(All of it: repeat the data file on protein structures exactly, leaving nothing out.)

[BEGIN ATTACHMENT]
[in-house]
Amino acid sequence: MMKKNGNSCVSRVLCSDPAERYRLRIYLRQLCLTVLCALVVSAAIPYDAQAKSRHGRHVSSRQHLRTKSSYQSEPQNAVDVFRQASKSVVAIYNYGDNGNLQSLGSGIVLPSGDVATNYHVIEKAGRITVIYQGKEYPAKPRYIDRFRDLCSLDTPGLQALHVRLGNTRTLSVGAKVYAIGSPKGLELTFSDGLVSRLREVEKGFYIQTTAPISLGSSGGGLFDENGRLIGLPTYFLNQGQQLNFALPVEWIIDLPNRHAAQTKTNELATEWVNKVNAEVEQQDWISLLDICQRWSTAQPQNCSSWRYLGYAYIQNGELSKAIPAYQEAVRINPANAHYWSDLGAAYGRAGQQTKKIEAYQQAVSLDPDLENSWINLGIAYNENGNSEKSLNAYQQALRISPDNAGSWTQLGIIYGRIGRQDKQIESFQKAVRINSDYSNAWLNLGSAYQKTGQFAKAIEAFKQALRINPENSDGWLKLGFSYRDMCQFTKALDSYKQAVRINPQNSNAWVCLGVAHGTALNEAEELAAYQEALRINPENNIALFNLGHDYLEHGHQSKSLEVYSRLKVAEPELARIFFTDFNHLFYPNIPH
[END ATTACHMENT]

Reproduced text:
[in-house]
Amino acid sequence: MMKKNGNSCVSRVLCSDPAERYRLRIYLRQLCLTVLCALVVSAAIPYDAQAKSRHGRHVSSRQHLRTKSSYQSEPQNAVDVFRQASKSVVAIYNYGDNGNLQSLGSGIVLPSGDVATNYHVIEKAGRITVIYQGKEYPAKPRYIDRFRDLCSLDTPGLQALHVRLGNTRTLSVGAKVYAIGSPKGLELTFSDGLVSRLREVEKGFYIQTTAPISLGSSGGGLFDENGRLIGLPTYFLNQGQQLNFALPVEWIIDLPNRHAAQTKTNELATEWVNKVNAEVEQQDWISLLDICQRWSTAQPQNCSSWRYLGYAYIQNGELSKAIPAYQEAVRINPANAHYWSDLGAAYGRAGQQTKKIEAYQQAVSLDPDLENSWINLGIAYNENGNSEKSLNAYQQALRISPDNAGSWTQLGIIYGRIGRQDKQIESFQKAVRINSDYSNAWLNLGSAYQKTGQFAKAIEAFKQALRINPENSDGWLKLGFSYRDMCQFTKALDSYKQAVRINPQNSNAWVCLGVAHGTALNEAEELAAYQEALRINPENNIALFNLGHDYLEHGHQSKSLEVYSRLKVAEPELARIFFTDFNHLFYPNIPH